Inno/Vention: Making the Cut
Over 40 teams applied to take part in the Inno/Vention competition earlier this semester and on April 1, the twelve semi-finalists that were chosen to prototype their ventures pitched at the “Making the Cut” event. Over the last four weeks, the semi-finalists spent their $500 stipends to prototype their validated ideas and showcase them to the judges at the Urban Future Lab, the School of Engineering’s newest incubator space.
For many, hours of work building, testing their prototypes after classes and through many nights, resulted in dramatically different products than they originally envisioned. The goal of such prototyping competitions is to create a space where ideas meet reality. Using the resources available from two prototyping workshops, office hours with industry experts, and aid from SquareSpace, the Zahn Center, and Microsoft Bizspark program, the teams were able to bring their ideas to 'life' with a prototype for Making the Cut.
Teams were given just three minutes to pitch their ideas and six minutes to showcase their prototypes, one team in particular, PeekBite, even served up dessert to judges based on orders they had made via the team's beta web app. During the presentations at Making the Cut, it was clear that the competition this year is fierce and included such inventions as a neck band to give a sense of direction to bikers through differentiating vibrations, a dissolving strip that can alter your taste buds to help cancer patients, or people trying to diet, and many more.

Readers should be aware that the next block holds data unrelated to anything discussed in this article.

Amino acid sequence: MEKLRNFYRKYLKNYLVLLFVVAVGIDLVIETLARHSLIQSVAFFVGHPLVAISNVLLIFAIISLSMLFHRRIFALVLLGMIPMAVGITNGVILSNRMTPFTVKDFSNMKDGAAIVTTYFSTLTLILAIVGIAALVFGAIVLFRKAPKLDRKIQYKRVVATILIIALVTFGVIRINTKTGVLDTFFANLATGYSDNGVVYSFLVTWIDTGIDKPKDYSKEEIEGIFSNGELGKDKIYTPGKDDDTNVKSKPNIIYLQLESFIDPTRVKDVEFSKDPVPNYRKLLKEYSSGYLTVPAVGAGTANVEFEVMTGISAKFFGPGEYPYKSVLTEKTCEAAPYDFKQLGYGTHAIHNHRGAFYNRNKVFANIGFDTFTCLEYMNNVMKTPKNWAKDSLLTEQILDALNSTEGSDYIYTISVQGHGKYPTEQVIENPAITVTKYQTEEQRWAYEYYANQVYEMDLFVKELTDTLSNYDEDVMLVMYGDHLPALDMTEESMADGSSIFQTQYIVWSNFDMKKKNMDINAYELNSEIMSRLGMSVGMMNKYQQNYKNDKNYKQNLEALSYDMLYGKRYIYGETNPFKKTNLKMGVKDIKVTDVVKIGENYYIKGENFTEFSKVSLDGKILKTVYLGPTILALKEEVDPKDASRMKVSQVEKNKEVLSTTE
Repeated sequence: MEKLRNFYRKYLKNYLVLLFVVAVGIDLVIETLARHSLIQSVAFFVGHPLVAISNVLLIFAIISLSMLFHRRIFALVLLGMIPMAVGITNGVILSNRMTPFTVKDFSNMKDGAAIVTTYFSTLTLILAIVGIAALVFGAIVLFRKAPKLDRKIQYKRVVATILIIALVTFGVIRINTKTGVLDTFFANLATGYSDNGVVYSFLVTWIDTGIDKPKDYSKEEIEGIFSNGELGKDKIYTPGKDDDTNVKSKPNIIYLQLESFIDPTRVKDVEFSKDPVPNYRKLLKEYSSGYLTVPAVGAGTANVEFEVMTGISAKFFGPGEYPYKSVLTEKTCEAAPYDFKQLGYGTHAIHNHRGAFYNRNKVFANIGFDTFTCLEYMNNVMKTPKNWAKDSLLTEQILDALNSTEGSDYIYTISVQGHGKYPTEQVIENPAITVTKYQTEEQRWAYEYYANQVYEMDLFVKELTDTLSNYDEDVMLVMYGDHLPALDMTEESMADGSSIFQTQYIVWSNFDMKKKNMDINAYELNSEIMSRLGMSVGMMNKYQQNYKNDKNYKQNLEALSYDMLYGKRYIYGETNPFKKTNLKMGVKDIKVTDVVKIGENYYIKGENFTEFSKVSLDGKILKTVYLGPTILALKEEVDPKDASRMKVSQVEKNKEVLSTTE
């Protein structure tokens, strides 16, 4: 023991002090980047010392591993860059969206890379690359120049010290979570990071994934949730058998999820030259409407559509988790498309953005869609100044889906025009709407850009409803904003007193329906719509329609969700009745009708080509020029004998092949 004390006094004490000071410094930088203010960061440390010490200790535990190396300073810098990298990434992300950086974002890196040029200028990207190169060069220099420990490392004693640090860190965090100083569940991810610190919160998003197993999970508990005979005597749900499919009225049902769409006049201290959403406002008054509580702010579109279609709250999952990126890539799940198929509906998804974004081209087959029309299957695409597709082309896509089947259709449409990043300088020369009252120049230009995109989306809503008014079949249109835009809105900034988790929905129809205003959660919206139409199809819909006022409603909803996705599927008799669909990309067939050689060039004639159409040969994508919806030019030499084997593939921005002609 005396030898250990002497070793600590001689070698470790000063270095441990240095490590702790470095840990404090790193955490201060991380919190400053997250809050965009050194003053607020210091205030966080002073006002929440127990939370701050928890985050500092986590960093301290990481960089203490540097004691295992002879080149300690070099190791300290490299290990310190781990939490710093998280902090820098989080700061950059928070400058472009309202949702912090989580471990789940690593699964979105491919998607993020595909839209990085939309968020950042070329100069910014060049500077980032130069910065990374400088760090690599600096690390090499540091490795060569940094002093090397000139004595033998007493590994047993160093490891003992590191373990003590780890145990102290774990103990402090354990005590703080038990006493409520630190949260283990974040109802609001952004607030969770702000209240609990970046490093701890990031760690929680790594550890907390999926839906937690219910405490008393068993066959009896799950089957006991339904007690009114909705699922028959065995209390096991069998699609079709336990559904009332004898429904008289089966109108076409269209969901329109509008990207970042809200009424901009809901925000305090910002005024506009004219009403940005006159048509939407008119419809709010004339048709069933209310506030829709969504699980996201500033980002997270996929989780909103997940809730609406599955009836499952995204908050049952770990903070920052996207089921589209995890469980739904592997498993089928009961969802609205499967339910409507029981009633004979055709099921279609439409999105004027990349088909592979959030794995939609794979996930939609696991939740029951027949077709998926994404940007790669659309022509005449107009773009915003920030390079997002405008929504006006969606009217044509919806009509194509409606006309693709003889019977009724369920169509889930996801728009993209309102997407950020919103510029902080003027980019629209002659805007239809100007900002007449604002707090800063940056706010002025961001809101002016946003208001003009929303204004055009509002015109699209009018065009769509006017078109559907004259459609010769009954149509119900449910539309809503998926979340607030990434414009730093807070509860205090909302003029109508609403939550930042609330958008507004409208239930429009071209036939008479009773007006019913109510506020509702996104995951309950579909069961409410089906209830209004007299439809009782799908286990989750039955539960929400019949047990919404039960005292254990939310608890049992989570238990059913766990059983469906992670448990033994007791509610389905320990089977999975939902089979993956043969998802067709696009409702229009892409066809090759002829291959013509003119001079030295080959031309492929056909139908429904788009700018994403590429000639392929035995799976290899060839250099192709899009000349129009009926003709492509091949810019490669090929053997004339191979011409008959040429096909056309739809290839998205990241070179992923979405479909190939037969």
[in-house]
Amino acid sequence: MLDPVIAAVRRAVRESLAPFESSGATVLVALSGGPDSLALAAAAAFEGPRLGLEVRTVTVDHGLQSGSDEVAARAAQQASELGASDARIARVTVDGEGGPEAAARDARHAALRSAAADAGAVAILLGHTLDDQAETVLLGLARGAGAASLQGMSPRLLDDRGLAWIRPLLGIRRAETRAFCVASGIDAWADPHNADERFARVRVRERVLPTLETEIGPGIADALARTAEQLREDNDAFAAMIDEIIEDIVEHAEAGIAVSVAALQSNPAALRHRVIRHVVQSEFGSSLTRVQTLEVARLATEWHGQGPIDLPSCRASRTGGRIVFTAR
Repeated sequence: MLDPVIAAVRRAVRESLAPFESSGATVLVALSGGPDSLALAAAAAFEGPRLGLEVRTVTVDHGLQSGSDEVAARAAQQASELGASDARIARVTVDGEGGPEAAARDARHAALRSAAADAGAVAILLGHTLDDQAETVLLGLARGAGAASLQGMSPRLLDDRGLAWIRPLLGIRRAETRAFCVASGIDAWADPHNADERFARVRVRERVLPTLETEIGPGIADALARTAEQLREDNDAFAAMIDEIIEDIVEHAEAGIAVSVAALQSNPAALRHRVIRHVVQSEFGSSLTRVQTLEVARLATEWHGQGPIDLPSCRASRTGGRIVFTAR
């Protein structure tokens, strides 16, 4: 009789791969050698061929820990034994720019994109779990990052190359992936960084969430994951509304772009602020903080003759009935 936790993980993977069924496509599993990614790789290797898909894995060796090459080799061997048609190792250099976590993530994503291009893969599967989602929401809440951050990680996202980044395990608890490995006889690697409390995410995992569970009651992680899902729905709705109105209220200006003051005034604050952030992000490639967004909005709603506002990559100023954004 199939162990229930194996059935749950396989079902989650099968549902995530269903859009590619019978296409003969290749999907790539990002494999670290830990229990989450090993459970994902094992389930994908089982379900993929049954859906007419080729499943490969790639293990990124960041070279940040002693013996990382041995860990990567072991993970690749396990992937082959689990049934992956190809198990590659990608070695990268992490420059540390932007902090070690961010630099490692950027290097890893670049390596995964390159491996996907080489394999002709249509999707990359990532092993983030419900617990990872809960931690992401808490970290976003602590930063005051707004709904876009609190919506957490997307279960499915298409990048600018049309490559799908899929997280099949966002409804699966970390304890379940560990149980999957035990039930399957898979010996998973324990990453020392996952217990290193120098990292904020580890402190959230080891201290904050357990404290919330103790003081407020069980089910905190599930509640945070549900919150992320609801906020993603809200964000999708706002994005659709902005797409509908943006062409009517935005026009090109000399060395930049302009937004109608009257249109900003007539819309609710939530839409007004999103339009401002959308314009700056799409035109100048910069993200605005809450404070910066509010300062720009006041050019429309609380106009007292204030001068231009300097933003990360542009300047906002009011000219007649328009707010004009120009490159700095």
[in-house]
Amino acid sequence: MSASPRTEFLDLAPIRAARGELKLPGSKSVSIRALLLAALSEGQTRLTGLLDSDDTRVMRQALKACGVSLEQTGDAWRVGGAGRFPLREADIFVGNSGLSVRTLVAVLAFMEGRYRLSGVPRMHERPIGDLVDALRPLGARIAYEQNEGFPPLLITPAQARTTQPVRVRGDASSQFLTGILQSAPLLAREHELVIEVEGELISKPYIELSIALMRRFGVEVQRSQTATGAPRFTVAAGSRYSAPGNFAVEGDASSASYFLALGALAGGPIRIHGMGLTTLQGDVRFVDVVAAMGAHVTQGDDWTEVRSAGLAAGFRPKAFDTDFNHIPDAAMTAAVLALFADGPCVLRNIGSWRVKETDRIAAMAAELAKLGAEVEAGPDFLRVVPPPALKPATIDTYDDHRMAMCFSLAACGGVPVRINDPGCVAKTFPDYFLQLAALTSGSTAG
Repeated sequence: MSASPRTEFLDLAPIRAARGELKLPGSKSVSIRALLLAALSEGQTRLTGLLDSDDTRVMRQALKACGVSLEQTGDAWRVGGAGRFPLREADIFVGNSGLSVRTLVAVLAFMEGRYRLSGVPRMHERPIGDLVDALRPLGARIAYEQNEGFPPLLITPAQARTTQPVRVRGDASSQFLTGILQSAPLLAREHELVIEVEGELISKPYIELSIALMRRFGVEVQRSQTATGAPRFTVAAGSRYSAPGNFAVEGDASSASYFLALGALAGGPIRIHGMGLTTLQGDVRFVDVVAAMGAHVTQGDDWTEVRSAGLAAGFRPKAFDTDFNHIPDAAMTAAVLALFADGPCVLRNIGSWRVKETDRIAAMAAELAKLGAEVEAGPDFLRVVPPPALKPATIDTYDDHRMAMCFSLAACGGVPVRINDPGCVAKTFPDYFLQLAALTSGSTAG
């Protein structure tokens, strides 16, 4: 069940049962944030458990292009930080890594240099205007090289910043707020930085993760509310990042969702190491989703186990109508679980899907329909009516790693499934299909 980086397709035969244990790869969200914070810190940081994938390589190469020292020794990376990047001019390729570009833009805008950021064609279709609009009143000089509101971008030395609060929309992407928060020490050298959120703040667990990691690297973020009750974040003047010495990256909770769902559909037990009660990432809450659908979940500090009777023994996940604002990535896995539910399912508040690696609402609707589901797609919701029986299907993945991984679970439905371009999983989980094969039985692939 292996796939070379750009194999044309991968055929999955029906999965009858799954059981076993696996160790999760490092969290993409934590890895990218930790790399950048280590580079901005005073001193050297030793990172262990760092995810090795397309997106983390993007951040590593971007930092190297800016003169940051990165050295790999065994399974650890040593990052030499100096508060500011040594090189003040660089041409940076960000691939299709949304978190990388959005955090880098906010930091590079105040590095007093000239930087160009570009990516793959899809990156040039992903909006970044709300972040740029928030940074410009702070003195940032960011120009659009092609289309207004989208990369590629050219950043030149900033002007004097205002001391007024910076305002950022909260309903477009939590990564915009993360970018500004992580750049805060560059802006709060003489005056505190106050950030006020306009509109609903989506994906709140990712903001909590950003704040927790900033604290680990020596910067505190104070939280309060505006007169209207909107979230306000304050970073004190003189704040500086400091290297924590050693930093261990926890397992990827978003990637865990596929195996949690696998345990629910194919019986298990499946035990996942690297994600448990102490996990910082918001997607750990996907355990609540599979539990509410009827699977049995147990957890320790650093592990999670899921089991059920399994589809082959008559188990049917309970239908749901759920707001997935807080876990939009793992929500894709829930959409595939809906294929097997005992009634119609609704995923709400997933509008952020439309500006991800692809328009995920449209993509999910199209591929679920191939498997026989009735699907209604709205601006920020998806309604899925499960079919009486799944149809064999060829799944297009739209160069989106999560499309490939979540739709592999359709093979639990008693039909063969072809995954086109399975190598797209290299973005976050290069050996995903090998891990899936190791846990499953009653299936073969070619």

Many of the contestants in the competition came in having very little background knowledge on how to go beyond just an idea but it was clear that these students had learned a great deal throughout the competition. Competitor Jay Suong of Games 2 Educate created a PC game that shifts as you answer questions so that students learn more and have fun while doing so. Although Jay’s team did not make it on, he said, “It is a really great experience. The resources and mentors are amazing, and we were really motivated. We intend to continue pursuing our idea."
After two hours of listening to pitches, judges deliberated for 30 minutes before choosing the top three hardware and top three software teams that will be moving on as finalists. The six teams who will be moving forward are:
Hardware: SensD, C-Cubed Robotics, and Skinesiology
Software: Peekbite, Urlinq, and Realeyes
The next and final stage of the competition, DemoDay, will be taking place on April 16 at Spotify headquarters. The six teams who made it through to this stage will be putting their gears in full motion to come out ahead and prove to the judges that they are the best choice for the prize. If you are interested in watching the final stage, please RSVP at bit.ly/innofinal. Space is limited and tickets are going fast.
To learn more about Inno/Vention, click here.